Monday, July 20, 2015

in between the lines and margins

I grew up with a healthy respect for books. Or perhaps obsessive. . . I'll let you judge.



GIF Stich with a book
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My mom loves books. Our living room decor IS books. (Okay, it's actually jungle print. . . it's more bookish than jungle if you ask me though.)

Shelves upon shelves of books. When I would help dust, I'd always find a title that I hadn't noticed before. My mom accused me of cleaning too slowly because I would read all the titles and pick a book up every now and then.

I would visit a friend's house and find it strange that there were no books in sight. I mean, who doesn't read?


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 (Apparently, a lot of people. . . Boring old stuffies.)

So of course, I had been taught from a very young age to never, ever deface a book.

Be careful with the cover. Do not think of removing the jacket. Don't dog ear the pages. Never stick anything inside it to keep your place aside from a bookmarker (Oops, the iphone is too large?) Don't set things like cups of water or food on top of your books.

And NEVER ever in a million years- don't you dare, you villainous devil- WRITE IN A BOOK UPON PENALTY OF DEATH.


mulan, dishonor
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 But you know something? While actually reading books, I read about people who had written notes inside their books. Notes for other people to find. Notes that their children found helpful. Notes that reminded them of the things that they thought of while reading their books. Notes expounding upon their favorite quotes. And so forth.

Well, that's strange. Books promote their own desecration?

No matter. I would never think of doing such a dishonor to my beloved books.

Check that.

I never thought I would, until, um. . .

I read The Giver by Lois Lowry (If you haven't, it's positively amazing and what are you waiting for? This post can rest; go read the book!). That book. Just wow. There was this one part- I won't tell you which if you haven't read- but I had never been so teared up over a book before. Especially when it wasn't even a character death (though I will say there did seem to be some things very dead and long cold on that page).


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I sat with my bed light on, late at night being the only one awake, and hoping so much that all my tears would not ruin the pages of my book because, uh- there were a lot.

 I had to get all that I was thinking out somehow. And being a writer, I turned to a pencil (well, pen actually, since no pencil could be found. . . oh, technicalities).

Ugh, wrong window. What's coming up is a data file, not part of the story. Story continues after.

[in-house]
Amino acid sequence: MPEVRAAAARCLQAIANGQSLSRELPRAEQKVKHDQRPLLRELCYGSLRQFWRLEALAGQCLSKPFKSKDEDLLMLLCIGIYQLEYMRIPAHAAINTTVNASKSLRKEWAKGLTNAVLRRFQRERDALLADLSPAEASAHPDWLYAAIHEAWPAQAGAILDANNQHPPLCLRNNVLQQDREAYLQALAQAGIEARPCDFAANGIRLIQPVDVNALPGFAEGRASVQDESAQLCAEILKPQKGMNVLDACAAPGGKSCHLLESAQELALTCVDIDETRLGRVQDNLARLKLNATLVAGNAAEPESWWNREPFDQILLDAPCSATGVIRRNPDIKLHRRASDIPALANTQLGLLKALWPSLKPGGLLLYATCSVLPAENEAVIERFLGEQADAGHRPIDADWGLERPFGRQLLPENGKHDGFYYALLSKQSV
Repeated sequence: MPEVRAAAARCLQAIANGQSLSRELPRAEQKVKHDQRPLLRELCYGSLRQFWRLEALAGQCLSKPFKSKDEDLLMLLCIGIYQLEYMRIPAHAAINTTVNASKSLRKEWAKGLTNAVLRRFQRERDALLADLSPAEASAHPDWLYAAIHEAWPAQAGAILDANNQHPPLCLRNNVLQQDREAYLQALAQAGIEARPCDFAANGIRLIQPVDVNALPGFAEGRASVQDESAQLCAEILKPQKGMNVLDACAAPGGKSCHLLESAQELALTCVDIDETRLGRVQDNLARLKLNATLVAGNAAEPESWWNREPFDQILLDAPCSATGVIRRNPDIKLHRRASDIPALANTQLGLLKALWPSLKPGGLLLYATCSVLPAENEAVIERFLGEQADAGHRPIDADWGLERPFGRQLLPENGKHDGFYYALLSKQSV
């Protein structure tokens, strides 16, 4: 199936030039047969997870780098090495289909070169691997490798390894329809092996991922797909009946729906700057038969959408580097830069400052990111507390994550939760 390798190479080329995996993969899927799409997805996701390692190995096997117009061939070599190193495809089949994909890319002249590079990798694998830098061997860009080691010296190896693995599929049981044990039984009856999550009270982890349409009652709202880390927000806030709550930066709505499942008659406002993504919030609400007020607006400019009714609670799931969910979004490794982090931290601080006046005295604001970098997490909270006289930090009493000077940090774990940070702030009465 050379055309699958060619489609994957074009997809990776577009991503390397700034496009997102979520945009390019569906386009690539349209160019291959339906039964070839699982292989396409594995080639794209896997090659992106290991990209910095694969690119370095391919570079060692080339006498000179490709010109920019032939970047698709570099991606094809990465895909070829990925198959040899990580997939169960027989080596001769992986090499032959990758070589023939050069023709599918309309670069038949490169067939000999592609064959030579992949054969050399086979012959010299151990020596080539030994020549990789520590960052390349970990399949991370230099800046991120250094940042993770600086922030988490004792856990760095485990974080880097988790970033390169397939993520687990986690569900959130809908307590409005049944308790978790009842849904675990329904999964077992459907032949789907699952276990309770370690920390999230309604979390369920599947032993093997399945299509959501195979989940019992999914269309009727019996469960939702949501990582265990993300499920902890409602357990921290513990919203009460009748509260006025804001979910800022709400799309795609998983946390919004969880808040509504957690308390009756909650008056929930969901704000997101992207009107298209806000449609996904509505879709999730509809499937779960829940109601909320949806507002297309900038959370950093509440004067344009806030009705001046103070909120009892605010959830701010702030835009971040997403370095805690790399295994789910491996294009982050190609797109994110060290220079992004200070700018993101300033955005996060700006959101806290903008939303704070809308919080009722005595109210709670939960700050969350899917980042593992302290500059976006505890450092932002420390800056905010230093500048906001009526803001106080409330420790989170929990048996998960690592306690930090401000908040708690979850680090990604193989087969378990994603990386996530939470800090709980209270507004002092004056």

And I wrote INSIDE THE BOOK.

Oh, horror upon horror! If I ever confessed to my mom, what would she say?

But I convinced myself that this was a special case. And that it would never happen again.

You know, at least until some chapters later, and- and-


You guys, it was terrible! It was the second worst thing ever (second to the first time). So I wrote again. I know. I have no will at all when it comes to the heavy sadness that books can incur. And that's what this last one was. It wasn't the crying and can't stop kind of sadness. It was the heavy kind that comes with the loss of something you didn't know you had lost.

Needless to say, after having written these notes in a state of desperation and in pen of all things, none of it was very legible. Even to myself. But I know what it says. When I look at those scramble of mushed together words because the margins were terrible small, I remember those things that I first felt while reading The Giver. The emotions that an author can incite in a person. I remember just why exactly it made me so sad (because in a way, it all seemed too probable).

And now what do I think about writing in books?



"Surprisingly Okay"
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I have no shame. My mom might be horrified. But I think it makes a book personally yours when you share your thoughts with it like that. And I see nothing wrong with it, you know, as long as it doesn't hamper your reading it again.

I've been reading Pride and Prejudice by Jane Austen. I've underlined some of my favorite quotes (that book is full of good stuff). It's so small though. I mean, I have to actually open the book ALL  the way. I didn't even realize that I only openbooks halfway to keep from bending the covers until it pained me to open this book completely. It's a subconscious thing, I guess- to protect books (that sounded weird. . .). I've written in some smallish notes, but I've had to resort to taking scraps of paper and sticking them in the pages. Also I've been writing a lot of notes on my phone (mostly because I want to do a review/discussion on it for you guys).

 I vote that book publishers make margins and the in between lines larger.

So what do you all think? Do you write in your books? Or is that an abomination of mass grievances? Have you ever considered it in the least?

14 comments:

  1. I've actually been meaning to write a blog post about how to be more effective at writing in books! I didn't used to write in books, more out of force of habit than anything else, and then I got into high school. Book annotations are SO IMPORTANT then. SO IMPORTANT. To me, anyway. And so it makes me smile that you're getting into the habit of writing in your books because, you know, it's going to be a skill you may actually need by the time you get to college. So, rock on to writing in your books! Keep at it. :)

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    1. Haha! Thanks. :)